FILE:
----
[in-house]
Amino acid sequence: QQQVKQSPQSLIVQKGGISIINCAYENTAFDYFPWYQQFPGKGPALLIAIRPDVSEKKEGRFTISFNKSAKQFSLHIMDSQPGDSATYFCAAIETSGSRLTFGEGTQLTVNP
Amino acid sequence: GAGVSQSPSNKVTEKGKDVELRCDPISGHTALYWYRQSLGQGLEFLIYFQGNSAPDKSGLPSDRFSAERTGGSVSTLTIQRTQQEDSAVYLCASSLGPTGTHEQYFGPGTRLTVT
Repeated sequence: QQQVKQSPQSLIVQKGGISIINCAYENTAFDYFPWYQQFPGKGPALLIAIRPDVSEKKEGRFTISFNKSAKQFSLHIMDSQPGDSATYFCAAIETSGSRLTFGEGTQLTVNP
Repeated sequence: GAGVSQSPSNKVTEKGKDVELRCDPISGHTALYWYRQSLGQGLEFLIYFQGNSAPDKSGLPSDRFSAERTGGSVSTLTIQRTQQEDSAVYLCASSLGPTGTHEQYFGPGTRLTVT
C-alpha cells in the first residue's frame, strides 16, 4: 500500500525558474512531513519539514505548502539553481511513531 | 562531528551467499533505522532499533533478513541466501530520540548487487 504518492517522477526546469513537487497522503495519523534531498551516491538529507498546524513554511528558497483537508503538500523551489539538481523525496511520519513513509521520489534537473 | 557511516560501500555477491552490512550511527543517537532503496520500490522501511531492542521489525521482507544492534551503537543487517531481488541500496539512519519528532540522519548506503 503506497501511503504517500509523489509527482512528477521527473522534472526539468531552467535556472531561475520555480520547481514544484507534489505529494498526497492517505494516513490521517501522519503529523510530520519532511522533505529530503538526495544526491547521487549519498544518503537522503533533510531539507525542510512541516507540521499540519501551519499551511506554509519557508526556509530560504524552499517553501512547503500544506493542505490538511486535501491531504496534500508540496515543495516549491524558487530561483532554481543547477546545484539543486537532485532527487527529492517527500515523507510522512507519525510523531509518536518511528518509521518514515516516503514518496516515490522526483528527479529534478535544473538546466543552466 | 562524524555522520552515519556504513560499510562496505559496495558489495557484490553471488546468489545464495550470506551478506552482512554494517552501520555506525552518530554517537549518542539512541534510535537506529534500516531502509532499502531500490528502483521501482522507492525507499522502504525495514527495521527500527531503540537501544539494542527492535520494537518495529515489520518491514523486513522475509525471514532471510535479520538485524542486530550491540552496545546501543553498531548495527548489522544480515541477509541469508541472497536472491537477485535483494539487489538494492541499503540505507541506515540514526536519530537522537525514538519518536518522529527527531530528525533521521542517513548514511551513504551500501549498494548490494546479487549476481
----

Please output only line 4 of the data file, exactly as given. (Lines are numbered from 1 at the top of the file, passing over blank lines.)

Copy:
Repeated sequence: QQQVKQSPQSLIVQKGGISIINCAYENTAFDYFPWYQQFPGKGPALLIAIRPDVSEKKEGRFTISFNKSAKQFSLHIMDSQPGDSATYFCAAIETSGSRLTFGEGTQLTVNP